15. I have an SR22 that I will carry. A firearm is still a weapon and any weapon is better than no weapon.
    Being on the receiving end of a .22 throwing lead at you would still cause most to rethink malintent.
    We all know very well that a .22 is deadly and not a toy.

  16. My business casual carry/backup gun is a Kahr p380. I just bought a crimson trace laser for it (30% off!) and hope that won’t add to its footprint too much.

    I prefer to carry 9mm whenever possible, but have nothing against those who have to carry a .22 because of recoil sensitivity.

  17. I haven’t found anything smaller than my XDs in 9mm that I can shoot with acceptable accuracy. For me it’s grip size for control. I do have a S&W bodyguard (the revolver) in 38Spl that I can use but I had to replace the grips due to the +p ammo causing issues with my grip and follow up shots.

    I know very small firearms are meant for almost contact shots but what happens if the aggressor moves back a bit or has a distance weapon.

    Concealment is a concern, but from my day to day observations you could carry a SMG in a shoulder holster and people wouldn’t look up from their phone long enough to notice.

  18. NAA ,22mag revolver/swing-out cylinder. Not very often, but when you really, really have to pack small, that’s it.

    As a side note on the S&W Escort/Model 61 (.22LR), I managed to find one in the box with the zippered “pistol rug”, and it is NICKEL-plated with funky gold-colored plastic grip panels. I believe it has the distinction of being the tackiest firearm S&W ever produced. It would be a perfect choice for in-body carry.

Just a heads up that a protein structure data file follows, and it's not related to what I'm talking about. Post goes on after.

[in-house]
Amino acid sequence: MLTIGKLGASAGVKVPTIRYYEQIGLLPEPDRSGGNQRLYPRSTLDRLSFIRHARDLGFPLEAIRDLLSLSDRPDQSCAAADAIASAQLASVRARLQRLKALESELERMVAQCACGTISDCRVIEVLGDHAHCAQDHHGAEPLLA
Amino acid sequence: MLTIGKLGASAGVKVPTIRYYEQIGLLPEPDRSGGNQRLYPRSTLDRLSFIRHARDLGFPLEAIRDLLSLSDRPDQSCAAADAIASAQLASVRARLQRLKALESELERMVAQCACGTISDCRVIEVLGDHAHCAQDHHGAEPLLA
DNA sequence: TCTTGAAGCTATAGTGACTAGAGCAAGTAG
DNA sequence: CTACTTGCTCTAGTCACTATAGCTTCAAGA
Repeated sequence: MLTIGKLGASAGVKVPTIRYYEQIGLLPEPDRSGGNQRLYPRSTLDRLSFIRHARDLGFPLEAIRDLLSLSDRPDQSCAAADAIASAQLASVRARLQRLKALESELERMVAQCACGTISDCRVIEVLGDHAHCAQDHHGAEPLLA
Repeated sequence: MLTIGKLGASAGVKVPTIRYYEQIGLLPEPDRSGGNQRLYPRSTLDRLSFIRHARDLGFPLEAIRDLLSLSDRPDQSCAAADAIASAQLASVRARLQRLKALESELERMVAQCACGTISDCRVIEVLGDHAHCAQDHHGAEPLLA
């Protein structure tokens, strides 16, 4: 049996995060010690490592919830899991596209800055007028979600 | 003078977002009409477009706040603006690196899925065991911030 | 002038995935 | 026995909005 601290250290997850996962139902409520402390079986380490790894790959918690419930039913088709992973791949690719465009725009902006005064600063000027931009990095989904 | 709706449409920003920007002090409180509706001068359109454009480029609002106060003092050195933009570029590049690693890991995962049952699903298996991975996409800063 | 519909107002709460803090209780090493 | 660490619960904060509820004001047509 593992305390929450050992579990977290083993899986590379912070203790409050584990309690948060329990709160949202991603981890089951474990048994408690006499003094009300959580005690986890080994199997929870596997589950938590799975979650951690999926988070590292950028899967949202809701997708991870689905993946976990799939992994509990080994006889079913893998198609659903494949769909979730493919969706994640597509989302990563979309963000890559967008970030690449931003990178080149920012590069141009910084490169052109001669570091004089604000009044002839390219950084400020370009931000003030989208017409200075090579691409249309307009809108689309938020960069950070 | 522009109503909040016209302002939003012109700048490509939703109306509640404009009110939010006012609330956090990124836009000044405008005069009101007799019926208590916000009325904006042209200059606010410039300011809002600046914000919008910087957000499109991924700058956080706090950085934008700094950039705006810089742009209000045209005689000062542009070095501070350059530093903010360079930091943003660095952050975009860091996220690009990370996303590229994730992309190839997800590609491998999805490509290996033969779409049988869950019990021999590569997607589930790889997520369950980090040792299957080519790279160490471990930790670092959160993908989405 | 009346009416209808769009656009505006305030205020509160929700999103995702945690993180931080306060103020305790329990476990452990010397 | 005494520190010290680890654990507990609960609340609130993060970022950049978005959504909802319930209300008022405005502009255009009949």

19. As the question isn’t what would one carries concealed then it seems that the first question ought to be “What are you carrying it for?” ie; to be “comfortable” with that your going to carry it would seem that you may have given some thought to the possible threats you may encounter.
    If I should find myself in an urban enviroment I’d be COMFORTABLE with a reliable .22LR or .22 Mag if that was my only choices.
    I’d PREFER a 9mm or a .40SW. Even a hi-capacity .45ACP would be a top five choice, the other two being 10mm and .357Sig. As any of these calibers provide a much greater “comfort” level than a caliber that starts with .2x or .3x.
    At the other extreme would be something like . . . fly fishing in Alaska in Browney country. Any thing that starts with a .2x or a .3x is inadiquit for this enviroment on a number of levels. This includes, from my expierance and POV, the .357 Magnum. In this enviroment with these types of possible threats COMFORTABLE begins with a .4x.
    A .45ACP might be considered but it would not be my first choice.
    COMFORTABLE, for me, would be nothing less than a .45 Long Colt. My PREFERED comfortable carry would be more along the lines of a .41 or .44 Magnum perhaps even a .454 Causell.
    Point is, I think you have to ask the right questions in the right order to get to the right answer about what the most “COMFORTABLE” carry is that one feels will serve them best.
    NOTE: should you ever find yourself facing a Southeast Alaskan Brown Bear with a fly rod and a .20 or .30 something fire TOWARDS but not AT said Mr. Bear. If you hit him you will just piss him off and he won’t like that, or you, at all. 95% of the time the sound will scare them away. If not, I hope your fishing partner has one of those larger .4XX something’s and is close by!
    “Comfortable” is determined by the evaluated level of threat one may encounter not by how easy it is to carry. “Comfortable” is, as importantly, a matter of ones competency and ability with the firearm they are caring!